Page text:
Become a MacRumors Supporter for $50/year with no ads, ability to filter front page stories, and private forums.

mtbdudex

macrumors 68030
Original poster
Aug 28, 2007
2,713
4,334
SE Michigan
I bought my 6th Apple AirPort Extreme Base Station (ME918LL/A) October-2014.
Specs listed like this
  • Ultrafast 802.11ac Wi-Fi; Reach data rates of up to 1.3 Gbps. compatible with devices using the 802.11a, 802.11b, 802.11g, 802.11n, and 802.11ac specifications.
  • Simultaneous dual-band 802.11ac Wi-Fi support
  • New 6.6-inch height with smaller 3.85-inch base
  • 6 antennas located at the top allows for a faster and more powerful connection

I've setup my network and just "used it" for 1 1/2 years now
WiFi%252520airport%252520utility.jpg


When I check it under About this Mac > System report it shows this under the wifi portion:

Supported physical modes it shows 802.11ac, but the networks it shows being broadcast are "just" 802.11n, so I'm confused.

How do I get the 6th Gen Airport Extreme to broadcast in 802.11ac mode?

WiFi%252520connection.jpg
 

mtbdudex

macrumors 68030
Original poster
Aug 28, 2007
2,713
4,334
SE Michigan
Did you go into the "Wireless Options" and turn on the AC with a slightly different name then the N network SSID?

Yes, it's got the "5GHz" appended to the end of it ......
WiFi%252520airport%252520utility%2525205ghz.jpg


I'd like to see others About this Mac > system report > wifi and see if theirs shows 802.11ac network .
What does yours show?
 

mtbdudex

macrumors 68030
Original poster
Aug 28, 2007
2,713
4,334
SE Michigan
This looks like Apple's older 5G flat router setup!

Well I'm running latest Mac OSX on that late 2015 iMac 27", the screen shot is from the Airport utility application, that Apple Airport Extreme was bought Oct-2014.
So I'd like to see others that have confirmed 802.11ac from it .....
amazon%252520order%252520Oct-23-2014.jpg
 

Weaselboy

Moderator
Staff member
Jan 23, 2005
34,230
15,822
California
I bought my 6th Apple AirPort Extreme Base Station (ME918LL/A) October-2014.

That is definitely the new 802.11ac model AE and your iMac supports AC, so something else is going on.

It looks like you are connected to the 2.4GHz band though. Try clicking the wifi radar in the menu bar and join the 5GHz band then option key click the menu radar thingy and see what it says.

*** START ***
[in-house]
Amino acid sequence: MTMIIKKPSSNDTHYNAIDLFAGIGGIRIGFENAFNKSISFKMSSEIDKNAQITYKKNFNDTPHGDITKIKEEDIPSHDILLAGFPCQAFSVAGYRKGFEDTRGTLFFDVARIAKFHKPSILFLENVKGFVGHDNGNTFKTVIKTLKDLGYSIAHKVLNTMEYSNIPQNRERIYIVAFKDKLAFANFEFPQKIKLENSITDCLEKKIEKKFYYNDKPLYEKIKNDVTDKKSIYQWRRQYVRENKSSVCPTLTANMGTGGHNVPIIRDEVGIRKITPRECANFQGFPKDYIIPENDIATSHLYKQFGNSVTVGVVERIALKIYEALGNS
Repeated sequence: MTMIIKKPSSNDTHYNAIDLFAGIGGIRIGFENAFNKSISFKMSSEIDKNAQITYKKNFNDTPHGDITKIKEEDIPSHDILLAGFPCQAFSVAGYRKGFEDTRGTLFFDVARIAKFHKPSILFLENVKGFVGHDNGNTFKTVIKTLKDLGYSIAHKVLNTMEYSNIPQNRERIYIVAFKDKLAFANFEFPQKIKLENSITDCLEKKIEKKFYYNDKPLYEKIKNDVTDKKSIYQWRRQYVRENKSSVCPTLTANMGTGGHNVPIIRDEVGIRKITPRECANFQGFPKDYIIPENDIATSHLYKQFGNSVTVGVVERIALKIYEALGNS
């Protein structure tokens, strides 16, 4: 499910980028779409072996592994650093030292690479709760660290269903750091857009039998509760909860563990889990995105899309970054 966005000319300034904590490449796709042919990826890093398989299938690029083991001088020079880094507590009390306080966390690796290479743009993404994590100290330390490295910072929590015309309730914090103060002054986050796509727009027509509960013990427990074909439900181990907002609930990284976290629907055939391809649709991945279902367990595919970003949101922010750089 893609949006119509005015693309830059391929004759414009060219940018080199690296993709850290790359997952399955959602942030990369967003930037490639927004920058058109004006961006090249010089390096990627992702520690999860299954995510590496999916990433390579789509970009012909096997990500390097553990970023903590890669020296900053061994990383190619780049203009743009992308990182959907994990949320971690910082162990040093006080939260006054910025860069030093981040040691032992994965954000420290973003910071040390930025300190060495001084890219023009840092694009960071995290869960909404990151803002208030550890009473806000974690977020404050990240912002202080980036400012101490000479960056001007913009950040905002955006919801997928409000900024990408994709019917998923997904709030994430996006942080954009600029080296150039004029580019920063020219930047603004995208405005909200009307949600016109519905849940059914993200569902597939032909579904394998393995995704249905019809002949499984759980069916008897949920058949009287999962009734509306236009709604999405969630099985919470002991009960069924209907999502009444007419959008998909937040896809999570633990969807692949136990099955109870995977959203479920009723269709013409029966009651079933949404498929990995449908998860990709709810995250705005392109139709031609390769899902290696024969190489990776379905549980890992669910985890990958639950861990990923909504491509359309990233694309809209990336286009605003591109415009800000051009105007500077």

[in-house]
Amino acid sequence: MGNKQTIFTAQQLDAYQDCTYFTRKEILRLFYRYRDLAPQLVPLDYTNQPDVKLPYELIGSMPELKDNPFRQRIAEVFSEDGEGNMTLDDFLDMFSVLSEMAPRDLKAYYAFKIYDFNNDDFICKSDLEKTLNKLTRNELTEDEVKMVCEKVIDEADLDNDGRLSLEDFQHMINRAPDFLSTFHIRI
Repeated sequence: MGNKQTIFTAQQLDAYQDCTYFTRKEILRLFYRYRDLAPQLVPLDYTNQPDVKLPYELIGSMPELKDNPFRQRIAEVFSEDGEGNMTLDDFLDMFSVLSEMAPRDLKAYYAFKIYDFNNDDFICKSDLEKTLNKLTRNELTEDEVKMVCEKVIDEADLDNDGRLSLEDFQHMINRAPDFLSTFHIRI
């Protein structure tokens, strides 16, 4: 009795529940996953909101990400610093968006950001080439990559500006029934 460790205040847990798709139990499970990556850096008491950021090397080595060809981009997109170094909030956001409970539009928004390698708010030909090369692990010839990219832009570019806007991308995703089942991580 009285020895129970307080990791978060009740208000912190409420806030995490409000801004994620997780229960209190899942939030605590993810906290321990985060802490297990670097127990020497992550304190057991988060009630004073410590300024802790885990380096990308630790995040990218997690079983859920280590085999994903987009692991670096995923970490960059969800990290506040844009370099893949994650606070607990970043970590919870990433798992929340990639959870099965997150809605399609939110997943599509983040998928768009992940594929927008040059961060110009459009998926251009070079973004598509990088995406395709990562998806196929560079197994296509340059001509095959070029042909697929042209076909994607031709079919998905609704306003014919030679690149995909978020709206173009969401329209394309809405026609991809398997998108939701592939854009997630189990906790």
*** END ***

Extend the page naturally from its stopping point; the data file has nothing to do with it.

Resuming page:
I do notice something odd though. In that System Report screenshot, it shows all the networks (guest, 2.4, and 5) each two times. Look at the bottom and the 5GHz network is there twice on channel 149, but they each have very different signal levels. Do you have another router setup with these same SSID names?
 

DeltaMac

macrumors G5
Jul 30, 2003
13,547
4,454
Delaware
I was wondering about the same thing...
Why do you have 2 full sets of wifi signals?
You must have a second wireless router. The signal quality is significantly different, so you should try turning off your OTHER wifi router - the one which is further away - then try your wifi (from your Mac, turn the wifi card off then back on)

You can't really force the router to connect at AC speeds. That connection is set when your wifi card negotiates the connection from the router.
I do know that the wifi router that I have (a TP-Link brand) will NOT use AC if the guest network is enabled. It's some kind of tech issue with how that router works with guest access.
SO, test your router after turning the guest network OFF, just to see if that allows the AC connection.
 
  • Like
Reactions: Weaselboy

mmomega

macrumors 68040
Dec 30, 2009
3,879
2,089
DFW, TX
Have you verified your connection to it ?
If you Option + Click the Wifi symbol in the menu bar it will give you a ton of more information.
 

mtbdudex

macrumors 68030
Original poster
Aug 28, 2007
2,713
4,334
SE Michigan
^^^
Truly thanks for replies , I'll do some work tonight at home
1) Walmart had a store closing in Hartland Michigan, so I bought a Netgear wifi extender, that's in the basement far corner, the Apple wifi is in 2nd floor loft. Signal was dropping so that's why I added that with same SSD name/password ....